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The concept of Singlup

IFP Editorial: The basic foundation of any education model should be to inculcate understanding of oneself, including one’s culture, history and geography.

ByIFP Bureau

Updated 19 May 2022, 5:06 am

Imphal, Manipur (PHOTO: IFP)
Imphal, Manipur (PHOTO: IFP)

Manipur’s titular King and Rajya Sabha MP Leishemba Sanajaoba’s call for reviving the Singlup system is indeed welcome for the society as a whole. Singlup is in fact the last surviving social and traditional institution of Meitei society, but down the line it has transformed so much that it is not recognisable anymore. Every Leikai has a Singlup till today, but the basic foundation on which it was developed by our ancestors and its basic function seems to have been forgotten.

In the literal sense, Singlup is a social institution developed at the Leikai level where every married male automatically becomes a member and its basic function is to help out in the conduct of rites and rituals relating to death of a family member in the Leikai. In olden times, every member contributed either in cash or kind to the family of the deceased towards expenses relating to cremation and conduct of Asti Sanchay or Mangani Leihun and Shradhha or Lanna Thouram. It begins by contributing firewood for cremation of the deceased person and participation of a male member from a family is compulsory and anybody who is absent without valid reason is fined.

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For the Asti and Shradhha ceremony, members of the Singlup help in erection of mandaps with of course bamboo and other materials brought by the members, while women-folk from every family come and contribute rice, vegetables and fruits and also participate in preparing food items and other eatables. In short, the family of the deceased is not left alone in grief as everyone helps out. Any unexplained absence in these activities is frowned upon by the Leikai even sometimes to the extent of not participating when death occurs in the family of the absentee. This form of community participation is also very much there in other ceremonies relating to rites of passage from birth to death.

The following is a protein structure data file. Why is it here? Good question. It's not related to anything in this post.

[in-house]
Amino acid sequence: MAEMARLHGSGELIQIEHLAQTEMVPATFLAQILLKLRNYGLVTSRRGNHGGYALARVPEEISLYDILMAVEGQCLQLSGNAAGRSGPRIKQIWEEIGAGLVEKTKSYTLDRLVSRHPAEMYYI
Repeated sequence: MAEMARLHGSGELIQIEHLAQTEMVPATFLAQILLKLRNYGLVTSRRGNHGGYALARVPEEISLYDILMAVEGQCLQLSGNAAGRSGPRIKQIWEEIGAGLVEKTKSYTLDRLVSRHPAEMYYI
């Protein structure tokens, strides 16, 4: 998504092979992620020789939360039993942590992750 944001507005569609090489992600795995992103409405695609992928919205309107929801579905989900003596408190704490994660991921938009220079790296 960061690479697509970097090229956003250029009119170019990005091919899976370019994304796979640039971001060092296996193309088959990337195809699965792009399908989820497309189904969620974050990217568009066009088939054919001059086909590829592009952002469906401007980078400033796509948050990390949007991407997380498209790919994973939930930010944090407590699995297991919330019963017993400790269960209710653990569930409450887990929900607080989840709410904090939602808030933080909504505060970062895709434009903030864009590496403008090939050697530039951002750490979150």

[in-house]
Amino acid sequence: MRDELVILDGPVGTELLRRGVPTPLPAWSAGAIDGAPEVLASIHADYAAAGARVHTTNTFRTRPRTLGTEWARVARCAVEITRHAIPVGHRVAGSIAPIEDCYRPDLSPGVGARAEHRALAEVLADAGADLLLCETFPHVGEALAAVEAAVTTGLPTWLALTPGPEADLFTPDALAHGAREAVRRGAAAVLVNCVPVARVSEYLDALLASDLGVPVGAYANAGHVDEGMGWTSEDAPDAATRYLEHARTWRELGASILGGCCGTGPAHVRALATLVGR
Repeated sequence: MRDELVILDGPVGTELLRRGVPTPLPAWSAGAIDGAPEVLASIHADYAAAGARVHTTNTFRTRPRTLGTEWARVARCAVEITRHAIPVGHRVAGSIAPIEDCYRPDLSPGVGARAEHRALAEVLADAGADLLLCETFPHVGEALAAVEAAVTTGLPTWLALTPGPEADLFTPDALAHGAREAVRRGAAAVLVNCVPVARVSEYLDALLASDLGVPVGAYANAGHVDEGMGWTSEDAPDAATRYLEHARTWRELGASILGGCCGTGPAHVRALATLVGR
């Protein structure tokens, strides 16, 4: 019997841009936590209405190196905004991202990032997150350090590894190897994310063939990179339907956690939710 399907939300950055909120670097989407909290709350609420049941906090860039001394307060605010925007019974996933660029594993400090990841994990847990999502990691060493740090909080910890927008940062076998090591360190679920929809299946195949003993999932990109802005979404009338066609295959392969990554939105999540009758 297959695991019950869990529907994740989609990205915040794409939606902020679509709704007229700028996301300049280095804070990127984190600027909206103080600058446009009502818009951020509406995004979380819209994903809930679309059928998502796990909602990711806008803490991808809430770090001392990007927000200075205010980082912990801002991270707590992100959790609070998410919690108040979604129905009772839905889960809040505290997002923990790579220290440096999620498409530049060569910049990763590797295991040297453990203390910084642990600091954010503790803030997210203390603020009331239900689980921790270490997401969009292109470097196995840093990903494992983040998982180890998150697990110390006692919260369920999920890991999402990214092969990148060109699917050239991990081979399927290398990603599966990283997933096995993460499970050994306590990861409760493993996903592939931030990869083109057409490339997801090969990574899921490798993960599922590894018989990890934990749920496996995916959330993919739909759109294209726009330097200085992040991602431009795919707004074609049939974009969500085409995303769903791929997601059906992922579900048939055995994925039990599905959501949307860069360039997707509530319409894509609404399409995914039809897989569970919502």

With time, the concept of Shingyen and Potyeng has evolved especially in the practice of giving Potyeng. When earlier the contribution was mostly in kind, it has now been replaced by contribution of money. Sadly, this community spirit has greatly diminished in recent times by the impact of urbanisation and the growth of the service sector in erecting mandaps and catering groups. In most urban areas, community participation has become almost non-existent with most families opting for professional mandap houses and caterers.

Gone are the days when every youth helped out in the erection of mandaps and young girls happily participating in preparation of vegetables and food. Besides the work, the gathering of old and young also served as a forum for community interactions on various social issues. Now, the challenge before us is how do we revive the sense of community participation in our traditional institutions like Singlups. The local club is no substitute for such traditional institutions or social functions, although clubs exist in every Leikai. A number of brainstorming sessions with the involvement of sociologists and intellectuals is needed to thrash out the issues involved. A radical shift in our social and political perspective among the general population is also needed.

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Right from the grassroots and village level, there is a need to change the mindset of honouring the rich and officers with positions of power in leading and decision making at the village level. For example, people always tend to offer the post of club president not to the deserving social workers but to persons who could bear public expenses from one’s own pocket without taking into consideration that the income might have been ill-gained. This trend needs to be overturned also.

We would like to suggest a campaign among the youth on our history and geography through well thought out programmes and e-events. We have been blaming our youth for not loving the land they are born in and for their lack of respect for culture and lifestyle. It is not for us to blame them. They have not been properly educated on the history and geography of the land resulting in lack of understanding oneself and one’s origins. The basic foundation of any education model should be to inculcate understanding of oneself, including one’s culture, history and geography.

- EDITORIAL

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First published:18 May 2022, 7:36 pm

Tags:

manipurLeishemba SanajaobasinglupMeitei society

IFP Bureau

IFP Bureau

IMPHAL, Manipur

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